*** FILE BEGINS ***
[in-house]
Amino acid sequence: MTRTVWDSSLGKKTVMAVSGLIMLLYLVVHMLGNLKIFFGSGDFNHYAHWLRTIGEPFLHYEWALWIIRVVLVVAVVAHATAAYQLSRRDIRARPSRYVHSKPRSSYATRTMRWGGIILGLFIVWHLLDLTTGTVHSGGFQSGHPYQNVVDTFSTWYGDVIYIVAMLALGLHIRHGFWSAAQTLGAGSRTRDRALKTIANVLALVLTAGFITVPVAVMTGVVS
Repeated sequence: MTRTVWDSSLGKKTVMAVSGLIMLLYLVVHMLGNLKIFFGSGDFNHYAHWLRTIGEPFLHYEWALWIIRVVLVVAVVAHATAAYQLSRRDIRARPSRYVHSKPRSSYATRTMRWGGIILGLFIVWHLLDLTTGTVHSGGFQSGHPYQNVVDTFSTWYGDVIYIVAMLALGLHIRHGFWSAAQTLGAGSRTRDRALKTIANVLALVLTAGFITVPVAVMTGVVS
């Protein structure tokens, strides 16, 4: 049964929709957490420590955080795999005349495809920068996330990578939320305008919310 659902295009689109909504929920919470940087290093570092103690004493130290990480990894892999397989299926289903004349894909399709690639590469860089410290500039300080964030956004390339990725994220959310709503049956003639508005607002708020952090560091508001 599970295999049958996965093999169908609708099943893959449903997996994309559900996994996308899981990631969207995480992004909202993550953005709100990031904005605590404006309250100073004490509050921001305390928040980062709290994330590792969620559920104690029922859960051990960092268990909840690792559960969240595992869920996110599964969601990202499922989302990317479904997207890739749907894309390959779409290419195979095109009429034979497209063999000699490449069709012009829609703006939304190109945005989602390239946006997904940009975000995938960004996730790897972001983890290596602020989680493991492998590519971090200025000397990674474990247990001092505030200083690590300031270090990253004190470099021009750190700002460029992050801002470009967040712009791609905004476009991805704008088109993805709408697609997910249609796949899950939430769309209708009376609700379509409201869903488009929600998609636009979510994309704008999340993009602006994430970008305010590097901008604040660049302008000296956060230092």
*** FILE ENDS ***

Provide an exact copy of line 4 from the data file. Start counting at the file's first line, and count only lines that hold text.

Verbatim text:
């Protein structure tokens, strides 16, 4: 049964929709957490420590955080795999005349495809920068996330990578939320305008919310 659902295009689109909504929920919470940087290093570092103690004493130290990480990894892999397989299926289903004349894909399709690639590469860089410290500039300080964030956004390339990725994220959310709503049956003639508005607002708020952090560091508001 599970295999049958996965093999169908609708099943893959449903997996994309559900996994996308899981990631969207995480992004909202993550953005709100990031904005605590404006309250100073004490509050921001305390928040980062709290994330590792969620559920104690029922859960051990960092268990909840690792559960969240595992869920996110599964969601990202499922989302990317479904997207890739749907894309390959779409290419195979095109009429034979497209063999000699490449069709012009829609703006939304190109945005989602390239946006997904940009975000995938960004996730790897972001983890290596602020989680493991492998590519971090200025000397990674474990247990001092505030200083690590300031270090990253004190470099021009750190700002460029992050801002470009967040712009791609905004476009991805704008088109993805709408697609997910249609796949899950939430769309209708009376609700379509409201869903488009929600998609636009979510994309704008999340993009602006994430970008305010590097901008604040660049302008000296956060230092």